Michał KŁOSOWSKI: The Third Wave of Solidarity

The Third Wave of Solidarity

Photo of Michał KŁOSOWSKI


Deputy Editor-in-Chief of „Wszystko co Najważniejsze”, Head of The International Projects Department of the Institute of New Media, journalist, and columnist. Author of radio and television programs. An archaeologist, philosopher, and historian by education, studied, among others, at the Jagiellonian University, the Pontifical University of John Paul II in Krakow, and the London University of Arts.

Ryc.Fabien Clairefond

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The idea of Polish solidarity gives hope for a different organisation of our part of the world – one that is contrary to the so-called “Russkiy mir” characterised by imperialism and egoism. Solidarity against imperialism.

.Each country and each nation has its own DNA. It is clearly visible in the face of the conflict in Ukraine. As far as Russia, regardless of the historical moment or the political system, authorities, or intellectual trends, is shaped by the imperial idea, Poland is created by something completely different: subsidiarity and solidarity, which are currently once again seeing the light of day. The best examples are the openness to Ukrainians fleeing war zones and the help offered by our country to those fighting for independence and freedom.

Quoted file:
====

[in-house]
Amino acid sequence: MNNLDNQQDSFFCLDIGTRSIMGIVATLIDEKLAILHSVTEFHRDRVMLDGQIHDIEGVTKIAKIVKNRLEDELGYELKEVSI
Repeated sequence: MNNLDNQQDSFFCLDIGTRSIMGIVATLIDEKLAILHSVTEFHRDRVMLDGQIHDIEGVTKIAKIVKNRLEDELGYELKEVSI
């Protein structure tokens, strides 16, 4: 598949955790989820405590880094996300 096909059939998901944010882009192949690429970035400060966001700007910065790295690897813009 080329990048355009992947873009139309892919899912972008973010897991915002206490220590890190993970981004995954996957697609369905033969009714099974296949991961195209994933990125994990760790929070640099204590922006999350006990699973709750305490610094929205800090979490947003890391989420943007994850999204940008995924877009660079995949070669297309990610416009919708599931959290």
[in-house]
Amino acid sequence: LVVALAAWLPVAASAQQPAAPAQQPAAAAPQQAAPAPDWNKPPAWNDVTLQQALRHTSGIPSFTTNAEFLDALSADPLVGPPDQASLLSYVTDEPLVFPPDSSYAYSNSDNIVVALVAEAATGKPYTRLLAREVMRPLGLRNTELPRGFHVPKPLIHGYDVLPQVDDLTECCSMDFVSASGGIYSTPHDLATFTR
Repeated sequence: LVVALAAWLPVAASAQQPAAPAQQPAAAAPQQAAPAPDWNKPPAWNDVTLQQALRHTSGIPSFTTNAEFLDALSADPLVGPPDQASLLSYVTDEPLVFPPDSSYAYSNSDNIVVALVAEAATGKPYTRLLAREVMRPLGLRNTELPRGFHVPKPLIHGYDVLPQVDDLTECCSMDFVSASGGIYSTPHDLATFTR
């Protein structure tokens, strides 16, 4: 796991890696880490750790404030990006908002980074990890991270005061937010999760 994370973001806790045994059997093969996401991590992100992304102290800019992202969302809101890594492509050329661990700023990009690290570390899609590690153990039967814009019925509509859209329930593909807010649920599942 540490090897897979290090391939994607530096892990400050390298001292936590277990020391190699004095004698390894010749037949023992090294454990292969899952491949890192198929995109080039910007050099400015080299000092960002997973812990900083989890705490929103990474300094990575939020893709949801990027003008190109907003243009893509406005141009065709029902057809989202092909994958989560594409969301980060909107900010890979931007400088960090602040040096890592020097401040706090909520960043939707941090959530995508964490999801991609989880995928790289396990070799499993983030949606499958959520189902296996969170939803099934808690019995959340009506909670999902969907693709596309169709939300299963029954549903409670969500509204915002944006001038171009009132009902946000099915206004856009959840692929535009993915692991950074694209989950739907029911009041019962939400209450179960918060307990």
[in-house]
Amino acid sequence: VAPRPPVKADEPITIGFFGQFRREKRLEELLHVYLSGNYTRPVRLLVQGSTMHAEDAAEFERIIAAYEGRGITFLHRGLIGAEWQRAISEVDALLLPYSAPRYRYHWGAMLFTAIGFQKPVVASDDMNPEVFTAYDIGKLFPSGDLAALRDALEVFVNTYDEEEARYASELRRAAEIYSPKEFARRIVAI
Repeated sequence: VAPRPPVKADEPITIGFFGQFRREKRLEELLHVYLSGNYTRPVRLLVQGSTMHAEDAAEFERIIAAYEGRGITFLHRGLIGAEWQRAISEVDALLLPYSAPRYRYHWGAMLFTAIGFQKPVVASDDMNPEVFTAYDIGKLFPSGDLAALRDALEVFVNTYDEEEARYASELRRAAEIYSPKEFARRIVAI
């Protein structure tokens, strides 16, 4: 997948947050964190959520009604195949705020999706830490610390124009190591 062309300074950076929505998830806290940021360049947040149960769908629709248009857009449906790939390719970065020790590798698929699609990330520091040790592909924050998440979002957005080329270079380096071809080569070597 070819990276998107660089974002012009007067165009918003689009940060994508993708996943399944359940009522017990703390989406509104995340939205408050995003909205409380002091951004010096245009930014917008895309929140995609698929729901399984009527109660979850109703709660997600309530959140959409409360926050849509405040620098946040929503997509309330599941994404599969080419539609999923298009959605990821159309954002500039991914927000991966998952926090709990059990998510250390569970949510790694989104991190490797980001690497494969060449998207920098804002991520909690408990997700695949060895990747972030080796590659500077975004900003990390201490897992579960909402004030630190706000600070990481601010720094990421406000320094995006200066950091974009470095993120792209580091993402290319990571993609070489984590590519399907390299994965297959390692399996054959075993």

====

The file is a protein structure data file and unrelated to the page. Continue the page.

The numbers speak for themselves: Three million refugees have crossed the border between Poland and Ukraine, with Poland becoming a hub of support for Ukraine, through which humanitarian air can reach the war-torn country. All because we understand very well that Ukrainians are the people who are fleeing from war and what it brings: death and destruction, the brutality of Russian aggressors, murders and rapes brought upon the civilian population. Poles have opened their hearts and homes on a mass scale, invited their Ukrainian neighbours to schools and universities. This is a new opening in the relationship between our nations, the beginning of a new history of societies that are connected by a shared neighbourhood history, yet thus far not necessarily in a way that we would have liked. Vladimir Putin’s aggression has changed everything.